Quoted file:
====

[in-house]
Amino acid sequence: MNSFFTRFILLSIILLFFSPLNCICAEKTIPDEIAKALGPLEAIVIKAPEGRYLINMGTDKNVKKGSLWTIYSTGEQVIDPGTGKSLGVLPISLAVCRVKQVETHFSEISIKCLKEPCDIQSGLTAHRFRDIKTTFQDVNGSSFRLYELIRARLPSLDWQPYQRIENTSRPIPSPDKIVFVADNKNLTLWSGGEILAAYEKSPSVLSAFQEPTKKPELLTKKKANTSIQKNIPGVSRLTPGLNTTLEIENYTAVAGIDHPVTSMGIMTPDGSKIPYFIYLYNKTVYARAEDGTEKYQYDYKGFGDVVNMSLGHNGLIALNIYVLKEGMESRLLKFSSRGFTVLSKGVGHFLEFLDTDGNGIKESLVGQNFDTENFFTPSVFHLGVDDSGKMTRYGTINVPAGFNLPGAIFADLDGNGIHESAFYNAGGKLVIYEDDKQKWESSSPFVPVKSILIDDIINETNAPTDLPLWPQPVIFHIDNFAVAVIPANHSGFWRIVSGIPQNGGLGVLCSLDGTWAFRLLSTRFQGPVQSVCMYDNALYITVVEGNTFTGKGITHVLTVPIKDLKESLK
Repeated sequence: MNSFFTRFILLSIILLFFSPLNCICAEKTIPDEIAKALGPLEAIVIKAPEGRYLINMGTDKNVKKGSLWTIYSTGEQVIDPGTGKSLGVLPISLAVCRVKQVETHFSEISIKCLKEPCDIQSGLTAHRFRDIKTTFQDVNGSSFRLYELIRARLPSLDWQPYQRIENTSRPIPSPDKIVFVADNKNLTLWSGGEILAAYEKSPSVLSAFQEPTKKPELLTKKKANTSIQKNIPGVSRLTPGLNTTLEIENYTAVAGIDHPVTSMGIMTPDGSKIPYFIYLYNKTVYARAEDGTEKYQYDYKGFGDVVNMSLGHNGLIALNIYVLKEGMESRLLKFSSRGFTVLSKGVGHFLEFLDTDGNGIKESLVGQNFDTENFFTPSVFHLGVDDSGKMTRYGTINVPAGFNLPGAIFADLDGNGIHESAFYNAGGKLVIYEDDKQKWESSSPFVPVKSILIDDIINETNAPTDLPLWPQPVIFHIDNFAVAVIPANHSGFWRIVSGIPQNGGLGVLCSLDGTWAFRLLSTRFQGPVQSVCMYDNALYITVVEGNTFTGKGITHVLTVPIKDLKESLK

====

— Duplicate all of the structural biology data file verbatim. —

[in-house]
Amino acid sequence: MNSFFTRFILLSIILLFFSPLNCICAEKTIPDEIAKALGPLEAIVIKAPEGRYLINMGTDKNVKKGSLWTIYSTGEQVIDPGTGKSLGVLPISLAVCRVKQVETHFSEISIKCLKEPCDIQSGLTAHRFRDIKTTFQDVNGSSFRLYELIRARLPSLDWQPYQRIENTSRPIPSPDKIVFVADNKNLTLWSGGEILAAYEKSPSVLSAFQEPTKKPELLTKKKANTSIQKNIPGVSRLTPGLNTTLEIENYTAVAGIDHPVTSMGIMTPDGSKIPYFIYLYNKTVYARAEDGTEKYQYDYKGFGDVVNMSLGHNGLIALNIYVLKEGMESRLLKFSSRGFTVLSKGVGHFLEFLDTDGNGIKESLVGQNFDTENFFTPSVFHLGVDDSGKMTRYGTINVPAGFNLPGAIFADLDGNGIHESAFYNAGGKLVIYEDDKQKWESSSPFVPVKSILIDDIINETNAPTDLPLWPQPVIFHIDNFAVAVIPANHSGFWRIVSGIPQNGGLGVLCSLDGTWAFRLLSTRFQGPVQSVCMYDNALYITVVEGNTFTGKGITHVLTVPIKDLKESLK
Repeated sequence: MNSFFTRFILLSIILLFFSPLNCICAEKTIPDEIAKALGPLEAIVIKAPEGRYLINMGTDKNVKKGSLWTIYSTGEQVIDPGTGKSLGVLPISLAVCRVKQVETHFSEISIKCLKEPCDIQSGLTAHRFRDIKTTFQDVNGSSFRLYELIRARLPSLDWQPYQRIENTSRPIPSPDKIVFVADNKNLTLWSGGEILAAYEKSPSVLSAFQEPTKKPELLTKKKANTSIQKNIPGVSRLTPGLNTTLEIENYTAVAGIDHPVTSMGIMTPDGSKIPYFIYLYNKTVYARAEDGTEKYQYDYKGFGDVVNMSLGHNGLIALNIYVLKEGMESRLLKFSSRGFTVLSKGVGHFLEFLDTDGNGIKESLVGQNFDTENFFTPSVFHLGVDDSGKMTRYGTINVPAGFNLPGAIFADLDGNGIHESAFYNAGGKLVIYEDDKQKWESSSPFVPVKSILIDDIINETNAPTDLPLWPQPVIFHIDNFAVAVIPANHSGFWRIVSGIPQNGGLGVLCSLDGTWAFRLLSTRFQGPVQSVCMYDNALYITVVEGNTFTGKGITHVLTVPIKDLKESLK